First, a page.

Vehicle 1: SLK I concept
When: Spring 1994
Where: Turin Motor Show
Vehicle 2: SLK II concept
When: Fall 1994
Where: Paris Motor Show
What: Sporty roadster with compact dimensions and innovative roof
Drivetrain: Four-stroke four-cylinder petrol engine, rear-wheel drive, five-speed manual transmission
Ever since the 1950s, the letters ‘SL’ have stood for a very special breed of Mercedes-Benz: sporty (‘S’), light (‘L’) cars which were traditionally for the most part open-top roadsters. The SL series is now an established part of the range.
In 1994, however, the time had come for a new, compact version of the SL. The SLK concept made its debut in two stages. In spring 1994 it appeared at the Turin Motor Show. Already in near-production form, it still lacked a roof however. That followed in the second SLK concept, which appeared a few months later at the Paris Motor Show. At the press of a button, the sensational electro-hydraulic ‘vario roof’transformed the SLK from a convertible into a winter-proof coupé – or vice versa – in just 25 seconds. Mercedes-Benz was the first manufacturer to revive this type of roof, which harked back to an earlier era. When the SLK appeared as a production model in 1996 (R 170), its roof was such a hit that several competitors subsequently brought out versions of their own.
The SLK concept took a variety of design cues from its imposing big brother, the SL, producing its own variation on the latter's themes of elegance and dynamism. The result was styling which looked to the future while at the same time being firmly rooted in the tradition of the Mercedes-Benz brand. ‘Styling which refers to nothing beyond current modernity would not be Mercedes styling,’ said the then Design Chief Bruno Sacco. The face, the short overhangs front and rear and a pronounced wedge shape emphasised the affinity with the SL and gave an impression of agility. In other areas the SLK concept took a tangent however, for example in its compact exterior dimensions and various other highlights. These included the sheathed roll-over bars behind each of the two seats, which harked back to the successful 300 SLR sports car of 1955.
A pared-down look can be quite desirable in a roadster, as the interior of the SLK concept attested with an abundance of exposed, gleaming metal surfaces, only twenty per cent of which sported any trim or cladding; in the later production SLK of course, it was a different story. A key design element was a dashboard of very lightweight carbon-fibre material which gave the appearance of floating in mid-air. Two stowage nets underneath it continued the minimalist theme, although they were at the same time perfectly practical. The instruments were aluminium-rimmed, as was the ignition lock, which was positioned in a horizontally swivelling hemisphere. Set in a second aluminium hemisphere in the centre console was the short gearshift lever. Minimalism and low weight – these themes, complementary and appropriate in a sports car, were indulged extensively in the SLK concept, right down to the perforated aluminium accelerator, brake and clutch pedals.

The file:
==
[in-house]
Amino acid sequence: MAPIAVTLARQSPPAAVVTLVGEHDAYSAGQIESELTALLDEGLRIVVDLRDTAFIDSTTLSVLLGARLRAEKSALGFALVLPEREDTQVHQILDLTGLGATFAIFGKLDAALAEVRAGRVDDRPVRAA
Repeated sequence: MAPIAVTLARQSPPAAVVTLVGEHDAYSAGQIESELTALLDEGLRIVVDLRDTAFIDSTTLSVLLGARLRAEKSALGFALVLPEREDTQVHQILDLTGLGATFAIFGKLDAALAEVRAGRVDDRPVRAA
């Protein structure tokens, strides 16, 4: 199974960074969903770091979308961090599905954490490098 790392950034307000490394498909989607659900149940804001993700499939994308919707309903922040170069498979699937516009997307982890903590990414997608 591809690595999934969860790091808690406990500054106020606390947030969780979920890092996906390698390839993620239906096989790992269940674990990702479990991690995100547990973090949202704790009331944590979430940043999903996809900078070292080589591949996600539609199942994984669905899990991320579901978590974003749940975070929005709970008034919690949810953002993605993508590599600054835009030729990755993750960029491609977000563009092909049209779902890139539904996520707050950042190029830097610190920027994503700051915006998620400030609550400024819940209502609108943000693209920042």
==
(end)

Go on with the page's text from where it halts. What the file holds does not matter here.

The second SLK concept exhibited a different interior. Appropriately in light of the venue – Paris – the keynote was elegance, with plentiful luxurious leather trim. As on the outside there was a preponderance of blue. This was a salute to the host country, since blue was the traditional colour of French racing cars. There was no attempt to be too fashionable, however. ‘We have to remain true to ourselves,’ commented designer-in-charge Peter Pfeiffer, ‘we don’t want to pretend to be something we’re not, i.e. fashion designers.’ For the most part, the bodywork of the second SLK concept differed from the first only in minor details, although it did sport exposed roll-over bars and the aforementioned vario roof, which folds down into the boot at the touch of a button.
Mercedes-Benz concept vehicles are normally not only drivable, they also demonstrate the brand's high safety standards. The SLK concept was a case in point. Its sturdy windshield frame, sturdy roll-over protection and extremely rigid body structure offered the maximum in passive safety. Further safety features included full-size airbags in the carbon fibre steering wheel or, for the passenger, in the instrument panel, plus belt tensioners. Like all Mercedes-Benz cars, the SLK concept was also equipped with an anti-lock braking system (ABS).
The SLK concept was based on its own custom-designed platform. In classic sports car tradition, it used a five-speed manual transmission to transfer the power from the state-of-the-art four-cylinder four-valve engine to the rear axle. Sheltering behind the new-design five-spoke alloy wheels were vented disc brakes with fixed four-piston callipers.
The SLK concept was sporty, it was light in weight and it inspired the engineers, the marketing staff and above all the customers in equal measure. The production vehicle (R 170) appeared on the market in 1996 and by the end of its cycle, in early 2004, 308,000 units of the compact roadster had been built. Now the success story is being continued by the new SLK, the R 171.